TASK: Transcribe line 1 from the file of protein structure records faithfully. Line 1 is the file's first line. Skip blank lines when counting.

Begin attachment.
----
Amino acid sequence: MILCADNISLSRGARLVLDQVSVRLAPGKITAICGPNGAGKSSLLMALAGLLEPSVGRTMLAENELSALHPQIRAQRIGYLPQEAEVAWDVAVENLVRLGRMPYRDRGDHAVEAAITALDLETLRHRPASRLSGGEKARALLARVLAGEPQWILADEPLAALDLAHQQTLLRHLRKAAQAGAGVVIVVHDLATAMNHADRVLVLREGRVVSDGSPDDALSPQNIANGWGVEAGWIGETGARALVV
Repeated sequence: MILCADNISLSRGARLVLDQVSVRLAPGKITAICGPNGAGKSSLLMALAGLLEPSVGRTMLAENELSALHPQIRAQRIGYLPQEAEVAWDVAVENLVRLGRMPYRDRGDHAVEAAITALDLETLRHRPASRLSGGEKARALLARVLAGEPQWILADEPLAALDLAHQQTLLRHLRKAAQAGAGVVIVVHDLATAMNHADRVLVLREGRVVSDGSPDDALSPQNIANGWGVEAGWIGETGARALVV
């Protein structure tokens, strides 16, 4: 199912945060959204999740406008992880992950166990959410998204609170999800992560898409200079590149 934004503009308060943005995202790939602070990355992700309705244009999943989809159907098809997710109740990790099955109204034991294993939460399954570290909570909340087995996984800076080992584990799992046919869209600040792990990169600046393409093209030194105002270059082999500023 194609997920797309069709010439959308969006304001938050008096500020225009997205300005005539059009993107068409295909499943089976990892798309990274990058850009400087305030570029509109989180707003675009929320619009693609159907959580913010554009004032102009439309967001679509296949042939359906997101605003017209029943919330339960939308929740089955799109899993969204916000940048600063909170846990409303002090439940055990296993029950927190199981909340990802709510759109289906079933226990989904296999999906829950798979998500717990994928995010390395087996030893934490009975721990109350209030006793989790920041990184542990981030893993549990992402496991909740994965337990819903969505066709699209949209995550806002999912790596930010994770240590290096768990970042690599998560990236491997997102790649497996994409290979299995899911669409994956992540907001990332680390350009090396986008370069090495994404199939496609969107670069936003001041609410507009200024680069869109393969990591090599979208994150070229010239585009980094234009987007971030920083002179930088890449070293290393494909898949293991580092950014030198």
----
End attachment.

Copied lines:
Amino acid sequence: MILCADNISLSRGARLVLDQVSVRLAPGKITAICGPNGAGKSSLLMALAGLLEPSVGRTMLAENELSALHPQIRAQRIGYLPQEAEVAWDVAVENLVRLGRMPYRDRGDHAVEAAITALDLETLRHRPASRLSGGEKARALLARVLAGEPQWILADEPLAALDLAHQQTLLRHLRKAAQAGAGVVIVVHDLATAMNHADRVLVLREGRVVSDGSPDDALSPQNIANGWGVEAGWIGETGARALVV